Here's a friendly Taiji demonstration with some good techniques

Discussion in 'Tai Chi' started by ghost, Aug 4, 2012.

  1. Kevin

    Kevin Admin Staff Member

    I know it's only a demo but the attacker in this video is just plain awful. Look at the punches and kicks the guy is throwing. Truly awful. It just makes the the whole demo kind of pointless. I know things need to be slowed down in demos etc but at the very least the attacker should be doing realistic attacks.
     
    TheWhiteTiger, RJ Clark and Enkidu like this.
  2. RJ Clark

    RJ Clark Tree Ninja Staff Member

    No doubt the demo would have been better with a less tenative uke. Again, this isn't my style to critique, but to me the most important part is the end for the random uke attacks (or when tori seized the initiative). With a more aggressive partner with better striking he could have showcased his skill set much better...
     
  3. ghost

    ghost Disciple

    This is not a demo of realistic attacks. Really? He is discussing each of the five elements of Xing Yi and one technique from each element point by point technique by technique.
     
  4. Kevin

    Kevin Admin Staff Member

    Yeah. I'm not familiar with that style either. So I can't say whether the main demo guy has great technique or not.

    The performance of the attacker kind of undermines everything the other guy does. It's this kind of thing that gives Aikido a bad reputation I've always wanted to try Aikido as the wrist locks they teach are awesome and I am positive learning Aikido would help me. Some demos are ok but there are a lot of demos that give such a bad impression of the art - e.g. several people just running at the master full speed with their heads down, throwing a punch to the masters arm.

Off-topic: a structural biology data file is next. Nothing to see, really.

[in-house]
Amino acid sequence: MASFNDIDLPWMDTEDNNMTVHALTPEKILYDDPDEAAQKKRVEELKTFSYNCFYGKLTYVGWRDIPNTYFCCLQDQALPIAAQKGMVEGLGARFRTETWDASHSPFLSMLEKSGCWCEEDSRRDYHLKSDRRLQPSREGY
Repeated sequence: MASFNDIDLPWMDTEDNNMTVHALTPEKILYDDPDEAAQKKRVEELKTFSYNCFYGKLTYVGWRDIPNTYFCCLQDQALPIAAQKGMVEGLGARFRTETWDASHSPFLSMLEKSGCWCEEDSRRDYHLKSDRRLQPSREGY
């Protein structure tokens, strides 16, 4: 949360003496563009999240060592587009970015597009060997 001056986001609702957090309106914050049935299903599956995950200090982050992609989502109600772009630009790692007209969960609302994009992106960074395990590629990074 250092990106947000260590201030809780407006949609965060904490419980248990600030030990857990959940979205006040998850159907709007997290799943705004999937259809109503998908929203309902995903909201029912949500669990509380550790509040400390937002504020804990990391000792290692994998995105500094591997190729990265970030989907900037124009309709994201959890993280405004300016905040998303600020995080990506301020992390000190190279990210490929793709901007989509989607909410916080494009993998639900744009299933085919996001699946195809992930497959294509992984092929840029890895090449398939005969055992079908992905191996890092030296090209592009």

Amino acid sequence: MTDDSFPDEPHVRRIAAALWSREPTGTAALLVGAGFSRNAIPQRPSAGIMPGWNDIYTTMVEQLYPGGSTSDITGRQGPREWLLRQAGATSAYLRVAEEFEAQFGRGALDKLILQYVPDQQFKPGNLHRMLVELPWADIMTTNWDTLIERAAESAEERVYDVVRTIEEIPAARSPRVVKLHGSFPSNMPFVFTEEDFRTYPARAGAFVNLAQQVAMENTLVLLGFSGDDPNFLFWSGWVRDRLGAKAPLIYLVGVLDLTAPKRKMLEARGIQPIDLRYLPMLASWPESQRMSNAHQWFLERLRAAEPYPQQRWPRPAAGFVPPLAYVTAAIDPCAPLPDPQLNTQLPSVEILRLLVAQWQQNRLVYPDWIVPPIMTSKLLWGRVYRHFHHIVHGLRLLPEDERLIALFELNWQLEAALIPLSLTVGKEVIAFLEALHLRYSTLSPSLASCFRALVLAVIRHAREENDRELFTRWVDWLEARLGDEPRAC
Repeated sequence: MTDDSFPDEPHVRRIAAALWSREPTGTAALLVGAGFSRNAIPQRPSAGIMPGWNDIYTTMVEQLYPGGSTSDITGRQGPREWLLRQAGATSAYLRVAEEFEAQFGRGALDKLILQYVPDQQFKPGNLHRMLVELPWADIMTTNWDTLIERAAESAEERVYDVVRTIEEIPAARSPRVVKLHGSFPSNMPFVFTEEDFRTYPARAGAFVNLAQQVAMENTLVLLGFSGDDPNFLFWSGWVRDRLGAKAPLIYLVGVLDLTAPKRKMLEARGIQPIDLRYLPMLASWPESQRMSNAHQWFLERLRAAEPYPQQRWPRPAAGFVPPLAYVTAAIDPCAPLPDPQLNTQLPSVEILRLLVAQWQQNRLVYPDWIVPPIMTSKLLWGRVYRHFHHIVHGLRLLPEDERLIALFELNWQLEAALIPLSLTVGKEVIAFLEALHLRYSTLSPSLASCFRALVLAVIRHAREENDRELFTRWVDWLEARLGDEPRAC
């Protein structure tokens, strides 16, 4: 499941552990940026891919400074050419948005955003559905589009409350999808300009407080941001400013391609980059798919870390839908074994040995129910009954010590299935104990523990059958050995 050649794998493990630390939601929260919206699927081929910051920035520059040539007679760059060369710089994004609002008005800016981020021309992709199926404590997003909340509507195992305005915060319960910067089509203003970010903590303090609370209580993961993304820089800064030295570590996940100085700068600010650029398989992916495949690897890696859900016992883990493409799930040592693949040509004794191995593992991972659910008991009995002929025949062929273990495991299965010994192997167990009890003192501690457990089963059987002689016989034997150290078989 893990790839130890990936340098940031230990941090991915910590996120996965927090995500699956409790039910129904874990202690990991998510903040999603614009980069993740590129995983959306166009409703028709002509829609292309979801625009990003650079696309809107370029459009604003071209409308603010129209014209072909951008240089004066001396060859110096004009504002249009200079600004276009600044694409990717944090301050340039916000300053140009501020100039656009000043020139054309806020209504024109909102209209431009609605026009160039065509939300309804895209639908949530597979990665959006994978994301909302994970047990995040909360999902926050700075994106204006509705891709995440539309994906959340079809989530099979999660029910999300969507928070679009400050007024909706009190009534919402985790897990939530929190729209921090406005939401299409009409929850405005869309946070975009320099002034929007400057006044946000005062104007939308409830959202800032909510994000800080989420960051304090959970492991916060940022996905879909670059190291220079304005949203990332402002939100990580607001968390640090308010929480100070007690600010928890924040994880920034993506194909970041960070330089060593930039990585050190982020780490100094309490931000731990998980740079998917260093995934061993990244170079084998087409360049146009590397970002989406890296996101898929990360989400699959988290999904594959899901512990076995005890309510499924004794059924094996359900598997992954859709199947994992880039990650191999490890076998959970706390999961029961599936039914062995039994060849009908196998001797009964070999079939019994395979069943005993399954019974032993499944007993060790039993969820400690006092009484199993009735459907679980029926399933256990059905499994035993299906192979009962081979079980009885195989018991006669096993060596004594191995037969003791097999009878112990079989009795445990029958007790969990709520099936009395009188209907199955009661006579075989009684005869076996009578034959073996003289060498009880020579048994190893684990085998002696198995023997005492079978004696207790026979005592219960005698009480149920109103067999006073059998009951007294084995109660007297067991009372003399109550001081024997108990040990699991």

5. RJ Clark

    RJ Clark Tree Ninja Staff Member

    The instructor looked very comfortable in there and had good flow, but the gun-shy uke made the demo less than it could have been. I'm not disparaging the style/art, but I would have liked to see a more aggressive uke with better striking technique to make this a much more effective demo. EDIT: backing up I realize the post was more about the guy being a bit heavy-set but still an effective teacher and I certainly don't contest that.
     
  6. SifuPhil

    SifuPhil Lucky Cat Is Lucky

    The definition of "fit for duty" and the various methods of achieving it are two very different things, but neither involves the possession of a pot-belly.

    I don't oppose it - I'm saying it isn't necessary in my art and in fact would hamper proper technique.

    Of course, but that makes it no less important to have as few obstructions as possible in these fields.


    Not for nuthin', but have you ever run a commercial school? Perception is all when it comes to the bottom line.



    Of course I can't tell for sure either - I'm merely recounting my previous experiences with similar builds.


    A pot-belly is not fit.

    First off - xing-yi, perhaps the most external of the so-called internal arts. Look at the strikes, look at the linear moves, the lack of fa-jing, the lack of flowing. And again, it's a demo - I could make Butterbean look good on video if he's doing a demo. Let's see what he does on the street and then I'll render a final verdict.
     
  7. ghost

    ghost Disciple

    Yes. Note the lack of fa jing in a video that isn't demonstrating fa jing. Haha.
     
  8. SifuPhil

    SifuPhil Lucky Cat Is Lucky

    [​IMG]
     
    Kevin likes this.
  9. ghost

    ghost Disciple

    It wasn't very clear if you were referencing the Xingyi in the video or in general. So I just assumed you're talking about both the video example and Xingyi, overall.
     

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